Sara Zampierin

Sara Zampierin (Supporting Kids in Peru - SKIP): Sara was born and raised in California. She graduated from Rice University in Houston, Texas, with a bachelor's degree in mathematical economic analysis, policy studies and managerial studies. During her undergraduate studies, Sara worked with a mentoring program for at-risk elementary students. She also worked with the Center for Capital Assistance, a nonprofit organization that conducts mitigation investigations and assists attorneys who represent people on Death Row. After her fellowship, Sara wrote: "I understand now how much a community-based organization can do with such a close, personal relationship with its members, and with just a little support from organizations like AP they can really spread their message."

“Asi es.”

18 Aug


There are a lot of things in Peru that have taken me some time to get used to. The way the government treats education, the incredible bureaucracy behind doing even the simplest of procedures, the openly “machisto” or prejudiced attitudes of some of the upper class… But I think one of the hardest things for me to deal with is the response of the people to all of this.

Parents are forced to pay more money every week to the teachers for supplies and copies. The children have missed school more times than they’ve been over the past month with all the strikes and vacations. The response to all of this is usually “Asi es”… That’s how it is.

How do societies and norms change? In my opinion, it usually takes a mass movement from the people themselves, coming together to call attention to the fact that things are unjust and demanding a change. However, after talking to the families SKIP works with in El Porvenir, I’ve realized that most of them don’t even know that free education is a basic right or that the constitution mandates it be provided. If you were used to living life with just having enough money to scrape by, never able to stop working or escape for a day, how else would you know what else is out there?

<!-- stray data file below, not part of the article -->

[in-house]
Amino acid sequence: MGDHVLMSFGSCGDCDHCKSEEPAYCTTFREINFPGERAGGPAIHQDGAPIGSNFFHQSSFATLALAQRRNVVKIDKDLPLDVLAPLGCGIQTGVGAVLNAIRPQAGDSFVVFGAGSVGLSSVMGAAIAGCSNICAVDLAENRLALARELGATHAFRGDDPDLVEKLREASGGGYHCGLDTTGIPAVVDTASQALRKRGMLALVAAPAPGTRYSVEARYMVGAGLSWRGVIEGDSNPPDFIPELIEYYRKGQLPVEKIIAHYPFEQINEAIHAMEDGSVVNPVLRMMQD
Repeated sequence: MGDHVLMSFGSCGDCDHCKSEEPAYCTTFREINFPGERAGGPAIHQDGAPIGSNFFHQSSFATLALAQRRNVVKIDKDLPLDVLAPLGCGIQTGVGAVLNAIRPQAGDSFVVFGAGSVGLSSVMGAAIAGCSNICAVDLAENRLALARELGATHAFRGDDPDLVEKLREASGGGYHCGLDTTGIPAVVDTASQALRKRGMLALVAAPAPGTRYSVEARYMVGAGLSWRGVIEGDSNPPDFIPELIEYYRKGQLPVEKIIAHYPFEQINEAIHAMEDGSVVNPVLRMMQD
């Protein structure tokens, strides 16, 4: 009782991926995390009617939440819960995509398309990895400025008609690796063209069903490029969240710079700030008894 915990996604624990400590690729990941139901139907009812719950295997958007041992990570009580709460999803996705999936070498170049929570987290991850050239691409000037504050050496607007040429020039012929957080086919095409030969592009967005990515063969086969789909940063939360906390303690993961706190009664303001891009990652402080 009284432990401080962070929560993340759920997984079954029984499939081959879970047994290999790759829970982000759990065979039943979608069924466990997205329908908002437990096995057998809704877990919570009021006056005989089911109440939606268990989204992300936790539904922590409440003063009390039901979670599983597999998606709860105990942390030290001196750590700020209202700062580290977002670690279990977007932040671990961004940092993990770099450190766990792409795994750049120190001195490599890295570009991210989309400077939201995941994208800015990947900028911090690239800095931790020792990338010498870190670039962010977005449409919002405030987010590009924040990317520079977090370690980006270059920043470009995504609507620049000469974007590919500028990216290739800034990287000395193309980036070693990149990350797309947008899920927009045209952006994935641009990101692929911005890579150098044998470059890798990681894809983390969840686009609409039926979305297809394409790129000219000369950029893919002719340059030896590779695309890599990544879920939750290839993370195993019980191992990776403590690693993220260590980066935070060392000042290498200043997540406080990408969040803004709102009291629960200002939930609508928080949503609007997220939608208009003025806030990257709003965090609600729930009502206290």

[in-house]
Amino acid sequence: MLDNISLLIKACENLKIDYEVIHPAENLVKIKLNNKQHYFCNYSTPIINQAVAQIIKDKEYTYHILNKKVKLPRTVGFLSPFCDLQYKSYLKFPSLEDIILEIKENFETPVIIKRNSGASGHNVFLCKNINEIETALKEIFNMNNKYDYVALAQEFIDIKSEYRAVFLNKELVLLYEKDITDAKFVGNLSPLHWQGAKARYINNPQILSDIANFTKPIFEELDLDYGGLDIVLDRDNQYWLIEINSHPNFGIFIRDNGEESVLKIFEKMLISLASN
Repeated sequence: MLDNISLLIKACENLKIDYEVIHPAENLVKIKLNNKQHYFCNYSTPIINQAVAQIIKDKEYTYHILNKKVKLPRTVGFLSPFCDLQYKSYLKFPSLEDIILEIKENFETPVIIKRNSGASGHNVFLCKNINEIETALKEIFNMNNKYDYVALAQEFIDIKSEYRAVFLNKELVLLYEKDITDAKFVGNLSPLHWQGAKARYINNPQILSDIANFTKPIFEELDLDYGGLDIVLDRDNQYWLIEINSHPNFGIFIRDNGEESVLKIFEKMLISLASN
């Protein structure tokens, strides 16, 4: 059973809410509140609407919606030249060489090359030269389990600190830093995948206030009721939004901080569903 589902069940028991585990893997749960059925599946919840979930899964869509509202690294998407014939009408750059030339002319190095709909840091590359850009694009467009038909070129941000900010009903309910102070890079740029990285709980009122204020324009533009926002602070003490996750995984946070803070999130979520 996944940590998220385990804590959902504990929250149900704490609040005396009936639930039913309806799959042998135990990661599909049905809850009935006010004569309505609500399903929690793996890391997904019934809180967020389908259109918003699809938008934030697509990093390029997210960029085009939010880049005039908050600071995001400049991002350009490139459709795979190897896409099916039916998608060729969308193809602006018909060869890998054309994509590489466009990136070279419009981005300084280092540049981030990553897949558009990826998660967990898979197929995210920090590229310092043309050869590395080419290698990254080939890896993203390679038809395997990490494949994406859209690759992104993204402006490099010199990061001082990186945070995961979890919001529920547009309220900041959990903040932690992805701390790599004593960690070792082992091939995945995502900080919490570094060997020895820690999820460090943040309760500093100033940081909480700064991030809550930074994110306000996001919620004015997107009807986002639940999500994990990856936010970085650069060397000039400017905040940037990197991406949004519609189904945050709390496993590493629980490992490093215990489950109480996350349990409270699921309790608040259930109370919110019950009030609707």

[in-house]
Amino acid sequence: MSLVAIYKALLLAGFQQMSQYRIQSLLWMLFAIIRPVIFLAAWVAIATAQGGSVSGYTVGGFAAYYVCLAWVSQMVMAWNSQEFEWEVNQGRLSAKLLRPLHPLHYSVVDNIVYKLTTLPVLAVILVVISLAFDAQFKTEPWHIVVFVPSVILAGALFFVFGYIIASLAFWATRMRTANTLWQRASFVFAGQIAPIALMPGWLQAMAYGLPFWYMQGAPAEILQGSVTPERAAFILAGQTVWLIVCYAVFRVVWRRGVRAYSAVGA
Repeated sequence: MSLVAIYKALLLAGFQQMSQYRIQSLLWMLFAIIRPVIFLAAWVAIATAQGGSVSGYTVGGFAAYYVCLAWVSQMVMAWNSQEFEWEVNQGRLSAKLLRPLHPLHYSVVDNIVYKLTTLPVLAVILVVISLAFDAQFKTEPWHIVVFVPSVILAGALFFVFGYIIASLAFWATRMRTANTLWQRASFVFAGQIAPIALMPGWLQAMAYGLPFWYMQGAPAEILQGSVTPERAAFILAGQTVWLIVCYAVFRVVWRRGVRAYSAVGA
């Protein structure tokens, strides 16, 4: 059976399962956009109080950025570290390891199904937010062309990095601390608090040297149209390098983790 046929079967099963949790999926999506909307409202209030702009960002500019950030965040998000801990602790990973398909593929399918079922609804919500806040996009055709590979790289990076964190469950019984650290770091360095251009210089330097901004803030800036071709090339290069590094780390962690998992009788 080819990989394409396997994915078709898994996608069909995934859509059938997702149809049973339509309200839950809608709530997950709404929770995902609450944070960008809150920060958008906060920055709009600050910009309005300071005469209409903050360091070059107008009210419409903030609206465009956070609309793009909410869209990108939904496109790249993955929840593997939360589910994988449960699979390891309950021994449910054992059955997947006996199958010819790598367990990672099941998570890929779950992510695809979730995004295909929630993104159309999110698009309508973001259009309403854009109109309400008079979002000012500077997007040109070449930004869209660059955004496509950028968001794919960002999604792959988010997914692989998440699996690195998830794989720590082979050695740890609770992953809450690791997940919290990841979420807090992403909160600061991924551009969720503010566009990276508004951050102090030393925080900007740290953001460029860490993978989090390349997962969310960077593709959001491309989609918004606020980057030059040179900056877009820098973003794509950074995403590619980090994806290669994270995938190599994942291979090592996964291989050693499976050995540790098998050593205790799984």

Most of our SKIP parents did not have the chance to go to school when they were young. I wonder, as a new generation comes of age– will they be able to change things? When asking the parents why they think education is important, many give the answers that they want their child to be able to earn more money, to find a steady career, and in that way make a better life for themselves. When I look at the potential of these children with an education, I also see the bigger picture— and I hope they can make a better life not just for themselves, but for other disadvantaged people and children by fighting against the injustice. That’s why I think a quality education is so important, one where they’re not just copying meaningless numbers or words from the board but actually learning how to critically think for themselves and apply their knowledge.

The poorest people are always the ones most hurt by the injustices in society. I never fully realized this until I started working with the families in SKIP. Sure, the fact that education isn’t free is an annoyance to upper middle class families, but an extra 5 soles (not quite $2) that the teacher requests for copies one week is no big deal. To our families, who sometimes have no more than 11 soles to their name, this sometimes means choosing between education and food for their children. Often times, the laws and programs from the government are solutions that will help the upper classes, but not the poorest who can’t help themselves. It’s only natural that this happens—not only is the upper class society the one most of these people were raised in and understand, but it is also due to the fact that placating this group of people is important for raising funds and staying in power.

My goal in advocacy with SKIP is to provide these severely impoverished families with the tools to help themselves into more comfortable and stable living. In this country, as well as in the rest of the developing and developed world as well, the poor always start with strikes against them in the access to quality education, ability to find well paying or stable jobs, and their political pull. If we can provide them with the tools and education to realize the injustices and help them find their voices to speak out about them, they definitely have the manpower to incite change and make the government listen.

Posted By Sara Zampierin

Posted Aug 18th, 2007

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